Mr John Cobb: There will be no government either.

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Mr HARTSUYKER: Absolutely, the member for Calare. Small businesses are already attempting to cut costs.

Government members interjecting—

Mr HARTSUYKER: Those on the other side might well laugh at the plight of small business, but those businesses are not looking as forward to the introduction of this tax on 1 July as those opposite are, I can tell you they are not. They do not want to be driven out of business by the government's incompetence. The thing about the Labor Party is it just does not get small business. It just does not get how hard it is to make a profit because probably none of them over there have ever

made a profit. They have only ever had a union salary which comes in every fortnight, no questions asked—not like the people who are in small business who have to struggle to make it pay. They have to do a job, get paid for it and make a profit, and what do those opposite do to help? They tax them with the carbon tax. They try to tell us that it is not going to affect the cost of petrol, but who is going to believe that? Who believes that there will be no energy used in the production, distribution and retailing of petrol? Who believes that?

Mr John Cobb: Or the diesel used to transport it.

Mr HARTSUYKER: Or the diesel used to transport it. What we are going to see is a rise in the cost of petrol and a rise in the cost of diesel because of the carbon tax imposed by this government.

Transport industries are doing it tough. I was talking to Graeme Nicholson, from Nicholson & Page Transport in Maclean, who told me that the additional cost of the carbon tax will hit his small trucking operation hard. He said: 'It might be all right for road freight companies with the benefit of large, diversified logistics and storage operations but for smaller operators solely focused on long-haul transport the impact on their bottom line would be significant.' These operators are also facing an increase in the road user charge from this government. This government does not have a clue about the impact of this tax and the impact of increased costs on small business.

We need to encourage small business. I heard the minister talk about a range of government measures allegedly to assist small business. The best thing this government could do is not to implement this tax. The best thing this government could do is to call an election and hand over to someone who can run the economy—hand over to the opposition, because we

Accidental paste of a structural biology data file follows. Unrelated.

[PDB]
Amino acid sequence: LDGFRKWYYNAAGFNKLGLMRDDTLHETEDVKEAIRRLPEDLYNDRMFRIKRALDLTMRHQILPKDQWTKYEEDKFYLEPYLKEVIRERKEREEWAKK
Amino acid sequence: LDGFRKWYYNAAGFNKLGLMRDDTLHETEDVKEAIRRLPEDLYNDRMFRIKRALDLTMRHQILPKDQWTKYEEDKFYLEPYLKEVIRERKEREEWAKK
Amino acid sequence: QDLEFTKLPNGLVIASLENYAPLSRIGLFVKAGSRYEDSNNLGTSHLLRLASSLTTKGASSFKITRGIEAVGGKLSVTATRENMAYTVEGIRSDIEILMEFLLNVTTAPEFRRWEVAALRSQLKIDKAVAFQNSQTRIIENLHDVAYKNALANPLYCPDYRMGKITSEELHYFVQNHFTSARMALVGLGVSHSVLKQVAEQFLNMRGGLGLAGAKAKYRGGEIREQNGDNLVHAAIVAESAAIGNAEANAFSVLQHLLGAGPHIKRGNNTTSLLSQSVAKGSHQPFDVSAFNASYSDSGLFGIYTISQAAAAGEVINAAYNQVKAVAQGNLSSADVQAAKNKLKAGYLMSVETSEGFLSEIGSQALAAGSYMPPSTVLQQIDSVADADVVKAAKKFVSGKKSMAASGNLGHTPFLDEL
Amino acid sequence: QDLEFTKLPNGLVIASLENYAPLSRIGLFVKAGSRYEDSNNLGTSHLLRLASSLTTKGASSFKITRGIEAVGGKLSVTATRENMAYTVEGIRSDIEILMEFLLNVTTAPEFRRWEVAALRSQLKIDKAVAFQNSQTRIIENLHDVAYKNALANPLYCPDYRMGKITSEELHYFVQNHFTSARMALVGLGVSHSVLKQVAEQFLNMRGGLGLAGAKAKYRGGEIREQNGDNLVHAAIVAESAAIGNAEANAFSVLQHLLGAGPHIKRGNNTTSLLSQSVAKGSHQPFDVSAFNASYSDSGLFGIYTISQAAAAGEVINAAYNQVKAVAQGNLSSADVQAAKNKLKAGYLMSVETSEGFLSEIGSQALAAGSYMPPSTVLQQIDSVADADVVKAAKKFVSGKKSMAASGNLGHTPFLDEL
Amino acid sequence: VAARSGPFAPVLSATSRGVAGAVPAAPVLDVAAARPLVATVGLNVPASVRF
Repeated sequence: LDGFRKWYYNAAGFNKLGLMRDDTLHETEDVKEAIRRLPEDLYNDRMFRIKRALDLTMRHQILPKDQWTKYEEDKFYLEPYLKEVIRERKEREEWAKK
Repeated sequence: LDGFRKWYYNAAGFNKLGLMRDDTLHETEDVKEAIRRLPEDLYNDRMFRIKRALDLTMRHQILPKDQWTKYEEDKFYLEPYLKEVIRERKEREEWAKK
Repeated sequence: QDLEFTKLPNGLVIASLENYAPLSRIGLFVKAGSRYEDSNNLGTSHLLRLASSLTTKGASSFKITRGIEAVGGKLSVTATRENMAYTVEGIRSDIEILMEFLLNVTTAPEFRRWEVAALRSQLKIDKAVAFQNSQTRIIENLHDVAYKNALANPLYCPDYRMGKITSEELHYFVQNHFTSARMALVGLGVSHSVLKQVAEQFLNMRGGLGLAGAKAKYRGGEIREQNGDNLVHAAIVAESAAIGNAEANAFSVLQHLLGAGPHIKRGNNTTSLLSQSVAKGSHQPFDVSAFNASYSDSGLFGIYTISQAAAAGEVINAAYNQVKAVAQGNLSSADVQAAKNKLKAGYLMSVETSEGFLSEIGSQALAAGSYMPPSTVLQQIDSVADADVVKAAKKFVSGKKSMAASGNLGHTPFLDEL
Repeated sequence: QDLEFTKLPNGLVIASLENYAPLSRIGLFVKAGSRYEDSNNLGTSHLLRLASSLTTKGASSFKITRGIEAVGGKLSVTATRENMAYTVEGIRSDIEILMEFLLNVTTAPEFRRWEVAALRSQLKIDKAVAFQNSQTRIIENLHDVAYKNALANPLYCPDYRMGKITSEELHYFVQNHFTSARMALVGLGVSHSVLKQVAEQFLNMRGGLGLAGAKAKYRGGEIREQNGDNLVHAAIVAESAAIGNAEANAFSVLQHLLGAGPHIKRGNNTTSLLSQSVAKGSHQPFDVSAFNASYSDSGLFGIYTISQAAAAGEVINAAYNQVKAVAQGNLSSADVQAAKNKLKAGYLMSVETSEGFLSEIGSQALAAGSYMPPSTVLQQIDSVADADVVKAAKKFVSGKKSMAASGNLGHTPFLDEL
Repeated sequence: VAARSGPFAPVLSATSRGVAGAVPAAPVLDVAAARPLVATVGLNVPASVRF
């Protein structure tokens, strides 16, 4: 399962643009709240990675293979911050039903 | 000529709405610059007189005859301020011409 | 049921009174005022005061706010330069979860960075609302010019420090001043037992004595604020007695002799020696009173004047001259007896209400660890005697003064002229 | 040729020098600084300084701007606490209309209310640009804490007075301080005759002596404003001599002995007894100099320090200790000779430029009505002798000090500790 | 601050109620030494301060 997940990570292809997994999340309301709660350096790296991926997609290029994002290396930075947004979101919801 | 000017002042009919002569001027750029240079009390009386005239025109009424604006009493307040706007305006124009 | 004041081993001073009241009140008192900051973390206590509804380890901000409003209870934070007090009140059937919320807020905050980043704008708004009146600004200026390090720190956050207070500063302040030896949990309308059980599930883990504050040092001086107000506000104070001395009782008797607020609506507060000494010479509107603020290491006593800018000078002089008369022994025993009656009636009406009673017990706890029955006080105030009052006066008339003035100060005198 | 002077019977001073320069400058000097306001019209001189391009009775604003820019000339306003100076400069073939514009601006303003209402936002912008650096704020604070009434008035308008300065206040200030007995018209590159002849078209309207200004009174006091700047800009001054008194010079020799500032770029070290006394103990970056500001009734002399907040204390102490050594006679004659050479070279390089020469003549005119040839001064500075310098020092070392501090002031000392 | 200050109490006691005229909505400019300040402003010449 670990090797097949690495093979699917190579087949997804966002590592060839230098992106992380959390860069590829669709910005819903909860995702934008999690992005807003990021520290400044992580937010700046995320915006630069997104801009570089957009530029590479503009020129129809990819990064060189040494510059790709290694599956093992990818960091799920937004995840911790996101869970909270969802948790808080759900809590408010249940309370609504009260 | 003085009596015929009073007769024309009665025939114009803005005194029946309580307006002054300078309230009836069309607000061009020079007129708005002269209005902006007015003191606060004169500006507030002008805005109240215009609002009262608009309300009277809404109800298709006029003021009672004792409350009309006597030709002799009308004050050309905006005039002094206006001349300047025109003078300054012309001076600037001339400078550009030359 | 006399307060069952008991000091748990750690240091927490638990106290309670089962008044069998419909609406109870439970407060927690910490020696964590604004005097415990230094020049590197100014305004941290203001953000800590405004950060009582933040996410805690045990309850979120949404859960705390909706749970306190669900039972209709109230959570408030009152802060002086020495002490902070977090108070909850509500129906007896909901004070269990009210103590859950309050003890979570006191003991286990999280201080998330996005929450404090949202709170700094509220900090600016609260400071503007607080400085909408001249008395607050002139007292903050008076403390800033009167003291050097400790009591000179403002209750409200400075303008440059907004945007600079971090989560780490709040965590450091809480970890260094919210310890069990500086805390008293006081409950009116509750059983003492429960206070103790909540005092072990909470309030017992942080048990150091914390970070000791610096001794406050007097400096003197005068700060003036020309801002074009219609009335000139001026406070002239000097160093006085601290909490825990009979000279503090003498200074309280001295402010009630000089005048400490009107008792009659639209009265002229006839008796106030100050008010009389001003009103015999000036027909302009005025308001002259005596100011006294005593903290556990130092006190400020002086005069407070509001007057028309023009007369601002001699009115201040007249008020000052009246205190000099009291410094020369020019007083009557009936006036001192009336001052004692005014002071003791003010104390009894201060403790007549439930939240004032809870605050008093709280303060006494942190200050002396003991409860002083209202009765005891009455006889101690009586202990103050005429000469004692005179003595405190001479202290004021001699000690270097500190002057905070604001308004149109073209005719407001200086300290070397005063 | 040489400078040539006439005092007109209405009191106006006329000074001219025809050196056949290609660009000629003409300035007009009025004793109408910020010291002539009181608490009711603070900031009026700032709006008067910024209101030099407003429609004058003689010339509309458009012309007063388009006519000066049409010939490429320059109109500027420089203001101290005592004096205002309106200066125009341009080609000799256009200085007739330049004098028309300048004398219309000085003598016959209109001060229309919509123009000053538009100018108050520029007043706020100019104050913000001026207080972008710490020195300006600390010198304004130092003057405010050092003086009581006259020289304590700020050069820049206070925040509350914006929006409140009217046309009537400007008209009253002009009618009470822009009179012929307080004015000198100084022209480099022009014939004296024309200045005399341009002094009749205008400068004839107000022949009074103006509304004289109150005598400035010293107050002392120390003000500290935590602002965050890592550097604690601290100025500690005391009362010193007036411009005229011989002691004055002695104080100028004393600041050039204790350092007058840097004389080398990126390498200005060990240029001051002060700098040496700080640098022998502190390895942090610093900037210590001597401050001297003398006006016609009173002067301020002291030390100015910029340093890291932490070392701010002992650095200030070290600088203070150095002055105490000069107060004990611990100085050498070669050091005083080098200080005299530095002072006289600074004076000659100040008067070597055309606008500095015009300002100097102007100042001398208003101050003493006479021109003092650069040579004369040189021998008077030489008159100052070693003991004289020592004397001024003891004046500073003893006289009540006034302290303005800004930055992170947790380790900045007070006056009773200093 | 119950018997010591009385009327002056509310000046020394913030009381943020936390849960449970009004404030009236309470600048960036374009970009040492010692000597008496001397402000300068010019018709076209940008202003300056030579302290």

could restore business confidence. We could restore consumer confidence, because they are concerned about your competence. One of the biggest factors in the economy at the moment is that the Australian people do not believe this government has the capacity to make the correct decisions on behalf of Australia. That is being reflected right throughout the economy.

We see people in small business doing their very best to keep their costs down. We see this government doing their very best to push costs up. On 1 July in my electorate we will see electricity prices increase by almost 20 per cent, half of which is due to this government's carbon tax. We have to encourage small business. We have to assist small business in what it does best—that is, employing people and creating wealth, particularly in the regions where small business is so important. The thing we must not do is restrict small business and retard its ability to employ people. This government has proven time and time again that it does not understand small business. If it is not more red tape, it is more taxes. If it is not more taxes, it is more bad decision making. This is just a prime example of that.

The Independents should hang their heads in shame at the fact they are supporting this government to implement this tax that is going to be so damaging in regional and rural Australia. In fact, on the weekend we are going to have a preselection in Lyne, and the people of Lyne will see a National Party candidate appointed. From this weekend on the people of Lyne will have a pretty clear choice—they will have a choice between a candidate who will pledge to repeal this tax, pledge to take the pressure off small business, and the member for Lyne who is keen to introduce this tax that is going to increase over time. This tax is going to put more and more impost on small business and is going to be jacked up to $350 a tonne, by the government's own modelling, by 2050.

The government and the Independents have no shame. They are going to crucify small business. It is about time this government handed over to the coalition to manage the economy strongly, get small business confidence up, get confidence in regional Australia up, so that small business can get on with its job of employing people.